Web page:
(I mean, I should know. I’m an advice columnist.)
None of this necessarily means that you should stop doing what you’re doing, KAI. What it means is that writing books, doing activism and supporting people was never going to make your pain go away, no matter how much or how perfectly you did it. That’s not really what doing things for other people is for. When we do art, activism or healing work because we are trying to make the pain go away, we are always going to feel like we are failing. The process of working toward a better world isn’t about making the wounds disappear, but rather being with them as they are. It’s about honouring the ways that suffering has both taken from us and deepened us. It is about finding ways to let our wounding make us wise.
Getting our own healing work done is a part of this, yes, but individualist approaches like psychotherapy or counselling were also never going to be complete solutions for the spiritual crisis that is living in late-stage capitalism, colonialism and environmental collapse. This is because the crisis is not fundamentally individual, but collective in nature. At some level, what we really long for is to face the struggle together. That is what art and activism are really for: helping us to face the struggle together. Personal transformation, collective dreaming and collective action—we need all three to face the crisis. We need all three to love and be loved.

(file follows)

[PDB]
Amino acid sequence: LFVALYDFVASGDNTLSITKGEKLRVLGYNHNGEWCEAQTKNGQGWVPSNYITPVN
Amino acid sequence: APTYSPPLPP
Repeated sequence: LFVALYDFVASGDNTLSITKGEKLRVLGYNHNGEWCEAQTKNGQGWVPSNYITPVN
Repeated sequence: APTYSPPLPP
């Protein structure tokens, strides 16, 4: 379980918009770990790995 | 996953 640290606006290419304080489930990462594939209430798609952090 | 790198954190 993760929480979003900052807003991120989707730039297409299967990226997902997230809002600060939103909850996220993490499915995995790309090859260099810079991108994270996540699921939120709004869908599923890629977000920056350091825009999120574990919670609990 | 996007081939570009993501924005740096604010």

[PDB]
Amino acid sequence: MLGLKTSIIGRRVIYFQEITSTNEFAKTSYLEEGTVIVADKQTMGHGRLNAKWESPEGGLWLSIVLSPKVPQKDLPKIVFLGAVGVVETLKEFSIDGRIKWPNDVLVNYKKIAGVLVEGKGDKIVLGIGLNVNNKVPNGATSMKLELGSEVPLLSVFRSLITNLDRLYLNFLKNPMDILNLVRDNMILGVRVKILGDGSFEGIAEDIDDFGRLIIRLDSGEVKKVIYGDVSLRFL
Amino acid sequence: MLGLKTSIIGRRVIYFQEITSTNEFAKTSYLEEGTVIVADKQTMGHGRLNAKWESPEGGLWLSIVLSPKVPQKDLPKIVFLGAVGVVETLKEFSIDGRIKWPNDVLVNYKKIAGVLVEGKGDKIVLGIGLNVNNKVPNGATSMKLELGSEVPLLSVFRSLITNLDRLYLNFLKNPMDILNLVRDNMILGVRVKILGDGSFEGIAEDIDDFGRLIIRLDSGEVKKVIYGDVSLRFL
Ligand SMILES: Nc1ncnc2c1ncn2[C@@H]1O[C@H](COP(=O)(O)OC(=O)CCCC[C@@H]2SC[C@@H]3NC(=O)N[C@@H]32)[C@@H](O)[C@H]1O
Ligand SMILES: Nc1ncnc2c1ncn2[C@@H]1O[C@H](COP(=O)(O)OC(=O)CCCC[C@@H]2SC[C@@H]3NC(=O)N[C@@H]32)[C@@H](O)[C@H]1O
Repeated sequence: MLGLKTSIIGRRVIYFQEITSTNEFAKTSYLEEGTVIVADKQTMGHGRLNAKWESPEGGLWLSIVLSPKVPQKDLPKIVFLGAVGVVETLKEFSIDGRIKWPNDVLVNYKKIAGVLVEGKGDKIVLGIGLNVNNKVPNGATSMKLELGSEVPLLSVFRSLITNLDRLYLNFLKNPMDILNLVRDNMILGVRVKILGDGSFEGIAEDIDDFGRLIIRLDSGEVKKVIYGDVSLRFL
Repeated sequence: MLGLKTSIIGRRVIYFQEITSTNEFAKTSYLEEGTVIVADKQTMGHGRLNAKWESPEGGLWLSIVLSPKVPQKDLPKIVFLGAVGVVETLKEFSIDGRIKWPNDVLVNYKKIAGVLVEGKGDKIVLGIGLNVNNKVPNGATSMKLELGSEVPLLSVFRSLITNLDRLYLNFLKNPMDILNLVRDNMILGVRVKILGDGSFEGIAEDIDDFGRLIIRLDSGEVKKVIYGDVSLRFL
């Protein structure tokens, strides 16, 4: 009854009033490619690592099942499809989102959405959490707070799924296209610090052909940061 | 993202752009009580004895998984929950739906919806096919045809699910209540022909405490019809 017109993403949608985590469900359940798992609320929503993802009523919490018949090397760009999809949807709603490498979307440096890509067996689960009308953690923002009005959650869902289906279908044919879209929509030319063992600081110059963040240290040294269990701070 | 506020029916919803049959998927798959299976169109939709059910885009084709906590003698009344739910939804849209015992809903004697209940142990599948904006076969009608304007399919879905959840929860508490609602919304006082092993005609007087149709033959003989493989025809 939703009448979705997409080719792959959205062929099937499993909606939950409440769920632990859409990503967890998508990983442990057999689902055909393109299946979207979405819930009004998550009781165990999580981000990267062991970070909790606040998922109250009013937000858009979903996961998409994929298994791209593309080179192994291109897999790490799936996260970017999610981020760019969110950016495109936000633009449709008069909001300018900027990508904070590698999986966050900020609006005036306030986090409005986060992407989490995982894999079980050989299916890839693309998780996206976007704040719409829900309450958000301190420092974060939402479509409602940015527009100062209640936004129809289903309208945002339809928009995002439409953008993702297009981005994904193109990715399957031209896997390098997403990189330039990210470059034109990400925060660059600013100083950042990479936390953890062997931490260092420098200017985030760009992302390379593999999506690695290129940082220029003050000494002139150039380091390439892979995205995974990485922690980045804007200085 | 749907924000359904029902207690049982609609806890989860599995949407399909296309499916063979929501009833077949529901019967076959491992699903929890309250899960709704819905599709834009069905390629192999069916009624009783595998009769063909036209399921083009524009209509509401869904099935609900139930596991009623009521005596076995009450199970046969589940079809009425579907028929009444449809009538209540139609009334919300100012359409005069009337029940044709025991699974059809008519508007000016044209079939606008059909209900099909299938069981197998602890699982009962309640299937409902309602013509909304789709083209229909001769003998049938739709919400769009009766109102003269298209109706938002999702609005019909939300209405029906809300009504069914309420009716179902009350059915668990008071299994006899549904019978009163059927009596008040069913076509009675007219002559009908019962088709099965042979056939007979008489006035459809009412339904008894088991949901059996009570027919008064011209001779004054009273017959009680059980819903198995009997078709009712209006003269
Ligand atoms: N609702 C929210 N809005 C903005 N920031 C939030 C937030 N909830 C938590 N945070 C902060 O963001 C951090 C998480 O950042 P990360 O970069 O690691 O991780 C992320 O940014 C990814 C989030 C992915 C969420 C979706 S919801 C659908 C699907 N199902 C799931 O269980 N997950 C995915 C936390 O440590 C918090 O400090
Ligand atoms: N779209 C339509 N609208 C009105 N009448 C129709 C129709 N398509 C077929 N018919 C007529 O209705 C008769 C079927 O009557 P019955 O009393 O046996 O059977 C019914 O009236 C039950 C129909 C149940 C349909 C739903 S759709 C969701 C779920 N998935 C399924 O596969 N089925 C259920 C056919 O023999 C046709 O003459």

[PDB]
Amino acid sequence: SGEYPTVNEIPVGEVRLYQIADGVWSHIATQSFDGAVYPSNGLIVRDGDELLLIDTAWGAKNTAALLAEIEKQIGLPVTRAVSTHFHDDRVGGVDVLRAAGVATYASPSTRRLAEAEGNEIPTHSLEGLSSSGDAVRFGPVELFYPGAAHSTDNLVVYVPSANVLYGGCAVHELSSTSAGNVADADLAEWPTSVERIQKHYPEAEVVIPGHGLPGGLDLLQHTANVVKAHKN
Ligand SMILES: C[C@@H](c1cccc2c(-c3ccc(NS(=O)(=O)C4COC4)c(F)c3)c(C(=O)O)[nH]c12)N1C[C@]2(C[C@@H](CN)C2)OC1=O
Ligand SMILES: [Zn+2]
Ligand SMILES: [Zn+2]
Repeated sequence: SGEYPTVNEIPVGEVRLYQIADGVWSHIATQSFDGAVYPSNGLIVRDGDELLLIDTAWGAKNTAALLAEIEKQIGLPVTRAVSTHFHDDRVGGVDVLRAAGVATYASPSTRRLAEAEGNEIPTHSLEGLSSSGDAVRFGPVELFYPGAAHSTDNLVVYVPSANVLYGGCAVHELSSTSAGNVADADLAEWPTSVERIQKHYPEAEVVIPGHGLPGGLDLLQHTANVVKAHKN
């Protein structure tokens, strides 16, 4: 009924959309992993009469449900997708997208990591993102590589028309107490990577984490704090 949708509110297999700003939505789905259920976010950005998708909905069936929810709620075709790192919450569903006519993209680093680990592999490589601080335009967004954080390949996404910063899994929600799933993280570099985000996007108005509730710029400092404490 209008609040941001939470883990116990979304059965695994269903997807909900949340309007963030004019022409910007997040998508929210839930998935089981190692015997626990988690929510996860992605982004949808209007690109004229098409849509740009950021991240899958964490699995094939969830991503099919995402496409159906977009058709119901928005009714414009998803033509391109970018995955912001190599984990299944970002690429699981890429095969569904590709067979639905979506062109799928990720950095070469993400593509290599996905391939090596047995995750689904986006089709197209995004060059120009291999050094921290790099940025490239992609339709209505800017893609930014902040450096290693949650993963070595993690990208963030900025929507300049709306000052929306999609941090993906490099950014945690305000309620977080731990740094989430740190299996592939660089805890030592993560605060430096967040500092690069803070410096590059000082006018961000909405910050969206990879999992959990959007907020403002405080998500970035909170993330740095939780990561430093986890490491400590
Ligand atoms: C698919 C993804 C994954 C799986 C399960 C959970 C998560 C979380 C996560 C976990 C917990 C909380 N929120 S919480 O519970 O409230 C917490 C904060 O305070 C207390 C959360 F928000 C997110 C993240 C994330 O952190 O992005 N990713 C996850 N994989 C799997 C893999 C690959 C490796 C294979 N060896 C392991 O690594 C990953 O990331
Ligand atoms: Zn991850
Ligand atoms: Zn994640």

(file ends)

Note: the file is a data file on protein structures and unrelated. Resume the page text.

Dear KAI, you were so young when you made your first suicide attempt. You went to the ocean and walked straight in. As the waters closed over your head, you wondered what it would take to be worthy of love and capable of loving. This was the question that saved your life—because you decided that you had to find out. It is a question with two answers: The first is that everyone who has lived is worthy of love, because it is not something that we have to earn. The second is that to be capable of loving, we have to live. We have to spend our lives practising love and all of its mistakes.